11 Songs, 1 Hour 36 Minutes

EDITORS’ NOTES

Following up three previous studio albums, this Grammy-winning double live LP from 1983 was a peak early achievement of the Pat Metheny-Lyle Mays collaboration known as the Pat Metheny Group, the guitarist’s main expressive vehicle up until 2005. (Another double live album, The Road to You, would follow in 1993.) Metheny’s guitar chops hadn’t yet reached the level of speed and clarity he would soon display on First Circle and Still Life (Talking). But the Roland synth guitar solos on “Extradition,” “Song for Bilbao,” and the opening “Are You Going With Me?” are landmarks nonetheless. The plaintive ballads “Goodbye,” “Farmer’s Trust,” and “Travels” are melodic gold, as are the breezy eclectic numbers “Straight on Red” and “The Fields the Sky.” Lyle Mays’ keyboards always gave the PMG a broad and unique sonic profile, but Travels also finds Mays stretching on acoustic piano, in solos that sparkle with invention.

EDITORS’ NOTES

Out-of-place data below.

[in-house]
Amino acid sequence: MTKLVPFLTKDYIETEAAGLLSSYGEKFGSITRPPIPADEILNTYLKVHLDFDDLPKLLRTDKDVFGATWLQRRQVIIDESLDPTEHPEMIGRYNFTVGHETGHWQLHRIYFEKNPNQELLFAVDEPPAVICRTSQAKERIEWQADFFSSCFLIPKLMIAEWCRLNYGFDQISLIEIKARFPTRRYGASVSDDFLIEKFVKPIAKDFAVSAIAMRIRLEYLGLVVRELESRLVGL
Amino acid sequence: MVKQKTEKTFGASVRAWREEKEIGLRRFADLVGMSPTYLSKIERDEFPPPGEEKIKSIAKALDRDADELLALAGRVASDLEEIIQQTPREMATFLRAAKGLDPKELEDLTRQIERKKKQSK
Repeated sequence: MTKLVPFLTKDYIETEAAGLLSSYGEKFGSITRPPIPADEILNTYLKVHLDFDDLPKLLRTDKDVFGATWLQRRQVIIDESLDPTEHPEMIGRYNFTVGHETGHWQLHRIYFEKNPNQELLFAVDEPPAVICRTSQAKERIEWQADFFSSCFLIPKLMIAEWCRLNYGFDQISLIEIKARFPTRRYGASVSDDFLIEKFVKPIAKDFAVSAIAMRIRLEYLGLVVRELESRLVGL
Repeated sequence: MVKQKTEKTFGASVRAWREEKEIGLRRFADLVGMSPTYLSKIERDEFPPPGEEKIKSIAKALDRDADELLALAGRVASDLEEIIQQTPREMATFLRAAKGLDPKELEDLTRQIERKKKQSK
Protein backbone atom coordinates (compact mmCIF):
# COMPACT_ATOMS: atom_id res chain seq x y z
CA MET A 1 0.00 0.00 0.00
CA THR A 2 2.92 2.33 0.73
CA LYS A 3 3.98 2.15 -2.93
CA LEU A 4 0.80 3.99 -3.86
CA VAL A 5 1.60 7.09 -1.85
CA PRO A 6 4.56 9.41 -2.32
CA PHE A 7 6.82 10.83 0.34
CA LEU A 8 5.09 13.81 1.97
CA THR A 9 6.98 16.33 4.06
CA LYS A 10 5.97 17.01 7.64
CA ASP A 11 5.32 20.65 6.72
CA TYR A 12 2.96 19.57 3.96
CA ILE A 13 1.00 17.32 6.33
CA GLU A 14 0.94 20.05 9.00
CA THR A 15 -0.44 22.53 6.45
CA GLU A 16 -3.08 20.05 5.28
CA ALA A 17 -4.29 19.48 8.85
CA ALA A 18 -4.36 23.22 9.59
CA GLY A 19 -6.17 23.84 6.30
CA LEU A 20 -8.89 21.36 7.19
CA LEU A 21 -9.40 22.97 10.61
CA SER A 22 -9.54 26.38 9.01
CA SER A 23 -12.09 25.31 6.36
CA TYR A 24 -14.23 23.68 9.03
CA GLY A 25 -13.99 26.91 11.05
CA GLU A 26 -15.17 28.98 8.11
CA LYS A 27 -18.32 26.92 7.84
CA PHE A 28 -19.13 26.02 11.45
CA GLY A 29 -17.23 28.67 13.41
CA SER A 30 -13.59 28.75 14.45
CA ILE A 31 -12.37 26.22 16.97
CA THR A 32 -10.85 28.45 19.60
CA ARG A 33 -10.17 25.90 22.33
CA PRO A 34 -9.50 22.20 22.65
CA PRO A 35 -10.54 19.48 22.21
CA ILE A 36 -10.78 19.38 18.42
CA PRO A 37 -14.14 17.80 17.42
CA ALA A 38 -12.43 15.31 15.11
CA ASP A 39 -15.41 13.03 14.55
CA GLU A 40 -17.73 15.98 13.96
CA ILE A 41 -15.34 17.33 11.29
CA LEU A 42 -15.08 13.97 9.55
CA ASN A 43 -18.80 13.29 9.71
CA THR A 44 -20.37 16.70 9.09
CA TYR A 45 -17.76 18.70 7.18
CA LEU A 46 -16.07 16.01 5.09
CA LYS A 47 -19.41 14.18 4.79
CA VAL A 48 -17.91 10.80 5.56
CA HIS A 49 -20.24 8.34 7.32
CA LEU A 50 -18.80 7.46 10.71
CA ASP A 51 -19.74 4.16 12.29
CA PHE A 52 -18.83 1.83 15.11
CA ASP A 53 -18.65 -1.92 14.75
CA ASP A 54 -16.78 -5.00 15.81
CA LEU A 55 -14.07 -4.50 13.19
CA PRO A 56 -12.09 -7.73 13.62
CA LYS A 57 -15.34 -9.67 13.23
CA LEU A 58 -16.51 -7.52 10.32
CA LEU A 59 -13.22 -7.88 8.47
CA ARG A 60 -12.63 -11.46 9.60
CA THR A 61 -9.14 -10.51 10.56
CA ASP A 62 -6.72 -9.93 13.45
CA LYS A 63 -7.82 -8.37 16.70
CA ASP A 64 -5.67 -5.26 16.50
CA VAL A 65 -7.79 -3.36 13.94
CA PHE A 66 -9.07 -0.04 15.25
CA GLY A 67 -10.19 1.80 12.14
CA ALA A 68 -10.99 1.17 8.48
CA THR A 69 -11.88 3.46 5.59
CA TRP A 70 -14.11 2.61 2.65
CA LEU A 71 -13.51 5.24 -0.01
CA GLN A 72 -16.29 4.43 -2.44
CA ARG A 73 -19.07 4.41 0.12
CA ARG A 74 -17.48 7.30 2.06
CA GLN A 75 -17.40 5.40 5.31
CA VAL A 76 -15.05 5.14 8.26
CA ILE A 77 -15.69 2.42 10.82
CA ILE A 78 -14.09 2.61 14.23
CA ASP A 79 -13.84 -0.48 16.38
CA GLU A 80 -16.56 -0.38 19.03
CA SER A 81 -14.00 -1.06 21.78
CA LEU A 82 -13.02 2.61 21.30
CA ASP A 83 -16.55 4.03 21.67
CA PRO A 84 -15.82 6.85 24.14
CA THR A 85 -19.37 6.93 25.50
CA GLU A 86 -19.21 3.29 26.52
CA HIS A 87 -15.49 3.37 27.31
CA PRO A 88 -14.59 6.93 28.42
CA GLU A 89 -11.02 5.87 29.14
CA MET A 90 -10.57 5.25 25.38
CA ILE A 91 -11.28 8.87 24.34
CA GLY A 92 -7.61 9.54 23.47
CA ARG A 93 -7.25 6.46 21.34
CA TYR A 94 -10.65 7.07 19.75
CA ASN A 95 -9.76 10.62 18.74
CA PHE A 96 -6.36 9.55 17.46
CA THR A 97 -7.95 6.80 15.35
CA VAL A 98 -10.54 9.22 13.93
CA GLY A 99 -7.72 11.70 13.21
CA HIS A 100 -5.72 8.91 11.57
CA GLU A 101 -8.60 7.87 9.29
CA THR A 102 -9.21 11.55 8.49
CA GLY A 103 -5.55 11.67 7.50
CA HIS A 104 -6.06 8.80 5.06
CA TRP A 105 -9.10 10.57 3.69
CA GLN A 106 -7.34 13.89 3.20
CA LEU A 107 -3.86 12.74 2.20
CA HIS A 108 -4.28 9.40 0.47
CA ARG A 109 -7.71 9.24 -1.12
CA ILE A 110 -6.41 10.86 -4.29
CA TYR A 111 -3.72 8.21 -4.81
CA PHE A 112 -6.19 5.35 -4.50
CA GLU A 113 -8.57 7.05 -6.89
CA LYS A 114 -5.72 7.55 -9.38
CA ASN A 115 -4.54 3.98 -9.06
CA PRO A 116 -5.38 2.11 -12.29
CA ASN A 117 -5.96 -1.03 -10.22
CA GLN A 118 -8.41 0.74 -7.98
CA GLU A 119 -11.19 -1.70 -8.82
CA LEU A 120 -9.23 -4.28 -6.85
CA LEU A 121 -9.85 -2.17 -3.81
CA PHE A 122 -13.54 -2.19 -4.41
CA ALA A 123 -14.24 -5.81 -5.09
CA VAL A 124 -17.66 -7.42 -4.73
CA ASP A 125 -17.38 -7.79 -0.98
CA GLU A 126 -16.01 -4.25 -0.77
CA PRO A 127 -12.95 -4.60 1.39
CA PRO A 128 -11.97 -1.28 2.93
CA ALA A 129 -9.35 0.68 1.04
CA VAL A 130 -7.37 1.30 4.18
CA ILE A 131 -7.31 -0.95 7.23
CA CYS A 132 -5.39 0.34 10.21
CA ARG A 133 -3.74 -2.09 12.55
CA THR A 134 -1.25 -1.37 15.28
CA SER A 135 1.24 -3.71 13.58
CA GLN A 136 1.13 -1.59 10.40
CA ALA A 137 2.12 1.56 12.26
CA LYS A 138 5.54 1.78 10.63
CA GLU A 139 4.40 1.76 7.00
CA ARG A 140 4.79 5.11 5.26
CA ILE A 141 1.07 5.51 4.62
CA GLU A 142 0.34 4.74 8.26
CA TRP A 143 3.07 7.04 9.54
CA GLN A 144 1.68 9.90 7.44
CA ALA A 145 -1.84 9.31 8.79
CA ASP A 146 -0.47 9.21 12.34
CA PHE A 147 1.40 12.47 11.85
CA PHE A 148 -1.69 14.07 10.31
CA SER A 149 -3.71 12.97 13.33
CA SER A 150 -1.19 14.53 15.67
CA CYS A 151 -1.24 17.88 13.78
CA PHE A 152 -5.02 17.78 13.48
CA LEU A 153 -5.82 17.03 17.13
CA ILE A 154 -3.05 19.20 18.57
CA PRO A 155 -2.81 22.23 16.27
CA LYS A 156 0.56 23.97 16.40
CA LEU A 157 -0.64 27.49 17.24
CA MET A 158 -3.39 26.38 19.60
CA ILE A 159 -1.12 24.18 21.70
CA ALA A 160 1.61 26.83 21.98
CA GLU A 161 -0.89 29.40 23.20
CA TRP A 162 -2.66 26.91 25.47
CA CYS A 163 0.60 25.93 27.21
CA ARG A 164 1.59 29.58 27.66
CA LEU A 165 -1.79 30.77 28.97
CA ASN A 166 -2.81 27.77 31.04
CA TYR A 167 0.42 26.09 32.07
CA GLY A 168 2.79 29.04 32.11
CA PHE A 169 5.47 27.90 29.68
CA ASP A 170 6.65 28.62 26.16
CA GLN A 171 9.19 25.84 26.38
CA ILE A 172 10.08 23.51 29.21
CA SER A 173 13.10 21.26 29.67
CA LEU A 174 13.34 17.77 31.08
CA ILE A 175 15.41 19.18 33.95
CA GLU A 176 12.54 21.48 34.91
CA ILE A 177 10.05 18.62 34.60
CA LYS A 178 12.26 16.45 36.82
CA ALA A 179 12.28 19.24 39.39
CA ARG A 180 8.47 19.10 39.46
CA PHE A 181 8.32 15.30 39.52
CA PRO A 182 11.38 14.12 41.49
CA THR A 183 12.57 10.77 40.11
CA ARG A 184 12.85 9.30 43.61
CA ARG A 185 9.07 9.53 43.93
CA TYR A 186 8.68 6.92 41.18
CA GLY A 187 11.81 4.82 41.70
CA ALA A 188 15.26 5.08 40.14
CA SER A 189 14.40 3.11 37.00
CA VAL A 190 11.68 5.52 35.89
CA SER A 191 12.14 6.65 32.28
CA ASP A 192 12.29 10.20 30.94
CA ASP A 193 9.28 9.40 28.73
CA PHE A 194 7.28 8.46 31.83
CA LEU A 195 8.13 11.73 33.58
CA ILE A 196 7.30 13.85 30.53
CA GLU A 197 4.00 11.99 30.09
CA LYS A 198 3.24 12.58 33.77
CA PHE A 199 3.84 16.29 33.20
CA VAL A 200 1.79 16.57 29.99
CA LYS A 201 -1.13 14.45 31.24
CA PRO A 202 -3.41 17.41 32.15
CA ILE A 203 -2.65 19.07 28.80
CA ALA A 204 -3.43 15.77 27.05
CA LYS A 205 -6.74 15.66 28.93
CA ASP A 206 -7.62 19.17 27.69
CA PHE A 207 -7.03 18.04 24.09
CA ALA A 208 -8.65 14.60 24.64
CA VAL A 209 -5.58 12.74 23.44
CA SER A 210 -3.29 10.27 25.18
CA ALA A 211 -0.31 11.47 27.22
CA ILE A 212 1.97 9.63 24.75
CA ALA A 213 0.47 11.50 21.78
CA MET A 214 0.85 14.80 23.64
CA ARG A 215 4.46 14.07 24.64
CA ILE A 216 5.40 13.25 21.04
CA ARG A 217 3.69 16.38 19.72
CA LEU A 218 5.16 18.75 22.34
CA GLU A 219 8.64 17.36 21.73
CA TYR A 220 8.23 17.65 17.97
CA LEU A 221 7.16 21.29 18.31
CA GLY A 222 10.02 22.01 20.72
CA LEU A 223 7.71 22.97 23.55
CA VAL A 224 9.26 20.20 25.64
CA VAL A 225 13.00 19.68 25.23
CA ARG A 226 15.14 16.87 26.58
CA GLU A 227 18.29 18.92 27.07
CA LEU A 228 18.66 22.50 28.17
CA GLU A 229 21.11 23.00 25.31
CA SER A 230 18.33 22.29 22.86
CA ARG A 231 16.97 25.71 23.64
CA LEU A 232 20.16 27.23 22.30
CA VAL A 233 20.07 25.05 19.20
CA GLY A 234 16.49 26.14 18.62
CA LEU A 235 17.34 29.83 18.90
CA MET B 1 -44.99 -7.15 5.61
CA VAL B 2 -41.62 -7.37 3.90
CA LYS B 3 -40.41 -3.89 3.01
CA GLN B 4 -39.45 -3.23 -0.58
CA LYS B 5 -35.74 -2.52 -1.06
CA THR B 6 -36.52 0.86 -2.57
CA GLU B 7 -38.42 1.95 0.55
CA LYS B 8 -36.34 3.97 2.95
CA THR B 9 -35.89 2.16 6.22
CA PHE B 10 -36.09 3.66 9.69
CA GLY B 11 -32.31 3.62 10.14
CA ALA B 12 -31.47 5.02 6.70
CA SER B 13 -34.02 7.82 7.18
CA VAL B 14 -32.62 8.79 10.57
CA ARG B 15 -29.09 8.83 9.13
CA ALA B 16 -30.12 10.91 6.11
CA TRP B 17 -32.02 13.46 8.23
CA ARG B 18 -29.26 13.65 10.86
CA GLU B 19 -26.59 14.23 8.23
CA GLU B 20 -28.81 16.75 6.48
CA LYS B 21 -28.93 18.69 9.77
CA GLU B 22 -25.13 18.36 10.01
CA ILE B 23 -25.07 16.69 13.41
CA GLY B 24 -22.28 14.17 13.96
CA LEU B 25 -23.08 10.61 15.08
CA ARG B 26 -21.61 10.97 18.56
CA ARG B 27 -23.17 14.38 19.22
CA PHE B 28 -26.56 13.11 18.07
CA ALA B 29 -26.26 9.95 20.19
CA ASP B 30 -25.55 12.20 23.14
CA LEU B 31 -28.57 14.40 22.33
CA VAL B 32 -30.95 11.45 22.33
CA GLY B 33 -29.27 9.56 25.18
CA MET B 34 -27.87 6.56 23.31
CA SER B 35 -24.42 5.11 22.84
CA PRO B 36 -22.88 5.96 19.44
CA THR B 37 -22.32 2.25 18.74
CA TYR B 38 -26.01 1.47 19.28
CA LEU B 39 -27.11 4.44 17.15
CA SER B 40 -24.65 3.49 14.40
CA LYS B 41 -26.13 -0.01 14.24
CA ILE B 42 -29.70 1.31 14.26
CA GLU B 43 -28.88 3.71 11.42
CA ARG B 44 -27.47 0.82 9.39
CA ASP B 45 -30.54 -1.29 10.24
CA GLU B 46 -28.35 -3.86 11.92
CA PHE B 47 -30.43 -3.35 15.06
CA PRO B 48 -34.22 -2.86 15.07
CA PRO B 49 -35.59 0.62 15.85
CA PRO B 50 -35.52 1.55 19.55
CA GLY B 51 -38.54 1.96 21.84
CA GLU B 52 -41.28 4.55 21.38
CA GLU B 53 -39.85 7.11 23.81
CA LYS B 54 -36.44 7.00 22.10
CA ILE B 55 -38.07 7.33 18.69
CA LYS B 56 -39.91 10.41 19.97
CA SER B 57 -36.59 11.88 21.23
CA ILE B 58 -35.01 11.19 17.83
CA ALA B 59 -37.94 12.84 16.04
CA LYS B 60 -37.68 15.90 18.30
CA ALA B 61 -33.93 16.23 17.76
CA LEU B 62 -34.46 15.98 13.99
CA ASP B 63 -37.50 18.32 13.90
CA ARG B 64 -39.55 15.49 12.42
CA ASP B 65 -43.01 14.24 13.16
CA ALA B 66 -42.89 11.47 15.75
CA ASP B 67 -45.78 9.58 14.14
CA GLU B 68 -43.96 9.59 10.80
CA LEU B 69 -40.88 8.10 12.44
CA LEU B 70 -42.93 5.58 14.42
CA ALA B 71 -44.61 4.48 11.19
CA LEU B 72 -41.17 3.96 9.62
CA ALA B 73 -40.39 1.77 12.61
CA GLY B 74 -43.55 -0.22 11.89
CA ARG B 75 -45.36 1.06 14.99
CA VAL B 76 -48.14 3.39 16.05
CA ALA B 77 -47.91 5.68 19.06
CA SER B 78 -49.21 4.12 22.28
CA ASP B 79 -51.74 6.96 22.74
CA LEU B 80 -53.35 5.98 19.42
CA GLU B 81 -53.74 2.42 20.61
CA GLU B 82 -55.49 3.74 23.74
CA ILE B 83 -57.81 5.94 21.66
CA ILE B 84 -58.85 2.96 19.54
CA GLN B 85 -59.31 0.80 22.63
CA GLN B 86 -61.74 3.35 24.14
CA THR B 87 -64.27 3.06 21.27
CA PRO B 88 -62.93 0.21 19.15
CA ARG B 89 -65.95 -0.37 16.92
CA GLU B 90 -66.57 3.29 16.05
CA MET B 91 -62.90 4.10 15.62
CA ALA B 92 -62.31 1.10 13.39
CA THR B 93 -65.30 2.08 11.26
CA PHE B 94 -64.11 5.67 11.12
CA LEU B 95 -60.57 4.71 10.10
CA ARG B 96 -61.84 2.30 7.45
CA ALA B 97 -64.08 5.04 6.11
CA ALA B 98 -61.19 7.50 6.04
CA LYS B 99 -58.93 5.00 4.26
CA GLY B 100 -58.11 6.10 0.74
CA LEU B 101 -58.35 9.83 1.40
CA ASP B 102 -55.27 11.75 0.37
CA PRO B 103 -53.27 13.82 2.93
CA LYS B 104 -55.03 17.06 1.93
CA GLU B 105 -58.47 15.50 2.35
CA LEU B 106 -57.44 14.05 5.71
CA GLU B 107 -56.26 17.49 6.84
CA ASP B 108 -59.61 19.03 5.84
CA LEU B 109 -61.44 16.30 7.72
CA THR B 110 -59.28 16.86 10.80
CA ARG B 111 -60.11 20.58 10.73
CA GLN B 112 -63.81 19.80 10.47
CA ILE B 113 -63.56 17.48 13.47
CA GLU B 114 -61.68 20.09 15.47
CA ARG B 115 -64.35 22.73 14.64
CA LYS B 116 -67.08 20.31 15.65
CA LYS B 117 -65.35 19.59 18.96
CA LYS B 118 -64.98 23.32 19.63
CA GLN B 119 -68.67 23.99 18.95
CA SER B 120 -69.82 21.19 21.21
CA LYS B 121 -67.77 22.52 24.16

Following up three previous studio albums, this Grammy-winning double live LP from 1983 was a peak early achievement of the Pat Metheny-Lyle Mays collaboration known as the Pat Metheny Group, the guitarist’s main expressive vehicle up until 2005. (Another double live album, The Road to You, would follow in 1993.) Metheny’s guitar chops hadn’t yet reached the level of speed and clarity he would soon display on First Circle and Still Life (Talking). But the Roland synth guitar solos on “Extradition,” “Song for Bilbao,” and the opening “Are You Going With Me?” are landmarks nonetheless. The plaintive ballads “Goodbye,” “Farmer’s Trust,” and “Travels” are melodic gold, as are the breezy eclectic numbers “Straight on Red” and “The Fields the Sky.” Lyle Mays’ keyboards always gave the PMG a broad and unique sonic profile, but Travels also finds Mays stretching on acoustic piano, in solos that sparkle with invention.

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